As a small, independent theatre company that strives to create and share unheard voices and stories that are controversial, compelling, and provocative, Excavation Theatre has been thrilled to bring our latest production to the Vancouver community.
With Jessica Anne Nelson, Bronwyn Henderson, and Demi Pedersen at its' helm, this production is not only close to our hearts due to its themes, but also because it has been our opportunity to create our own opportunities for storytelling in Vancouver. So, we decided to shake off the pandemic cobwebs and bring a show to the Vancouver community once again!
Wishing to bring a story to the community that is centred around people's reproductive and sexual rights, our team selected the gripping work of renowned Canadian playwright Hannah Moscovitch and her play
What a Young Wife Ought to Know
WHY THIS PLAY MATTERS
This piece explores education surrounding sexual health and consent, while in addition advocates for a woman’s right to choose and the importance of family planning, particularly for the economically disenfranchised. As a female-led creative team directly affected by legislation and social attitudes surrounding reproductive health, this story hits close to home and feels vital in our current political and social landscape.
Our decision to tackle this particular work came from a desire to bring themes of sexual health and consent to our local theatre community. The world being put on pause during the pandemic did not end issues that came to the surface during the #TimesUp and #MeToo movements, and in many cases the pandemic exacerbated experiences of domestic violence and misconduct. And most recently devastating news has also come out of the United States about the abolition of Roe v. Wade, while here in Canada the Supreme Court ruled that when someone is required by their partner to wear a condom during sex but they do not, they could be guilty of sexual assault, sparking conversations nationwide about consensual relationships. It has become apparent that the issues of consent, sexual health, and the reproductive rights of womxn are more relevant than ever, and that it is imperative for us to fulfill our commitment to create art that matters.
This production will be rooted in safety and consent for our cast, designers, crew, and audiences. The director, Jessica Anne Nelson, is an experienced and trained theatre director and intimacy director who will bring vital knowledge to the overall project in creating a rehearsal environment and dynamic that is inclusive and supportive for all involved. We will also engage another intimacy director for our rehearsals in order to avoid complications and power dynamics that could arise with Jessica acting as both director and intimacy director.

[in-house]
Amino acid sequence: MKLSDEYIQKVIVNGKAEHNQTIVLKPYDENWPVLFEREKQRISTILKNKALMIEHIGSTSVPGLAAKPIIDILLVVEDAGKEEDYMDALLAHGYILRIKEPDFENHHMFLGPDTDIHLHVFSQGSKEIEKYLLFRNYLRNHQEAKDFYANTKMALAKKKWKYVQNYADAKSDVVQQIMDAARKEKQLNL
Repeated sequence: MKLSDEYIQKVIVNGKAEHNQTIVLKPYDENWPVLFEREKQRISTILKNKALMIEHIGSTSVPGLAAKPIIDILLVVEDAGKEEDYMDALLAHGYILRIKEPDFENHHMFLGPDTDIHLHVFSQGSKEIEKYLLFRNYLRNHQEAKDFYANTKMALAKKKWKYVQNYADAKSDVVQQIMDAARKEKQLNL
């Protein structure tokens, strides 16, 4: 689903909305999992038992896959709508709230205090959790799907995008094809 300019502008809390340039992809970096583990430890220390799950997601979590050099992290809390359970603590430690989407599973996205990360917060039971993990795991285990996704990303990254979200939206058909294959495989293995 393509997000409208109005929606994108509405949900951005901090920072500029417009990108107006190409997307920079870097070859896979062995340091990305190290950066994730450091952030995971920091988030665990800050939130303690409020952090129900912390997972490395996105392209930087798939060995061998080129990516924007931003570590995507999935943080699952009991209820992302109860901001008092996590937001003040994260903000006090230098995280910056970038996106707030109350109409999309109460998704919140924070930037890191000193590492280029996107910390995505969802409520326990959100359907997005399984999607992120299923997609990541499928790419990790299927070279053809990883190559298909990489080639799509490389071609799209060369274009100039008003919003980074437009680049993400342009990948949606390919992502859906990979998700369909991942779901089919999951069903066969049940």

Of the play, Nelson said, “Hannah has transported us back in time with What a Young Wife Ought to Know and given not only the audience a chance to peek into the lives and hardships of working class women 100 years ago, but also the main character of sweet idealistic Sophie the chance to pick the brains of the modern woman. Speaking directly to the audience throughout the play, Sophie is struggling to know what to do with the circumstances she’s found herself in: pregnant again for the fifth time, unable to properly feed herself, her husband, and their children. No one will help her prevent pregnancies and yet doctors are telling her that she shouldn’t have any more children due to her health, so what option is she left with? The play is a tornado that sweeps the characters and audience along for the story, never once slowing down or shying away from the hard and tragic truths of what can happen when someone must take their sexual/reproductive health into their own hands. Peppered with moments of honesty, heart and humour, contrasted against the bleakness of what Sophie must do for her own sanity, health, and wellbeing of her family, I’m excited to bring a story about the need for a womxn’s right to choose, the right for access to proper reproductive and sexual health, to the stage with such a talented and passionate group of artists.”
Charlotte Wright, who will be playing Sophie’s sister Alma in this production, said, "It's 2023, and yet women's body autonomy is thrown into question, yet again. We've moved three years forward and yet a hundred years back. We are bringing to life a story and a topic that is both 100 years old and happening all over again, right in front of us."
For this production, we have been working off of a modest budget, which breaks down as follows:
Set Materials & Props: $2,000.00
Costume Materials: $1,200.00
Labour Costs for Technicians and Front of House Manager at Performance Works: $7,381.50
Venue Rental Fee: $2,793.00
Rehearsal Venues Rental Fees: $150.00
Artist Fees: $2,500.00 – $20,000.00 (This is for 12 artists work in the production including our Producers, Director, Stage Managers, Actors, Designers, Technical Director, Accent Coach, Fight Director, and Intimacy Director.)
Script Rights: $1,260.00
Licenses & Insurances: $2,000.00
Marketing Materials & Ads: $300.00
Total expenses: $19,584.50 – $37,084.50
The reason for the range, is that if we do not bring in enough funding, the artists have agreed to an honourarium for payment. However, with enough donations we could pay the artists more than simply an honourarium for all their work.
With all your generous donations, you will bring this show to the stage by helping to cover our hard costs associated with putting on the play, and support local independent theatre and artists!
Consider donating today!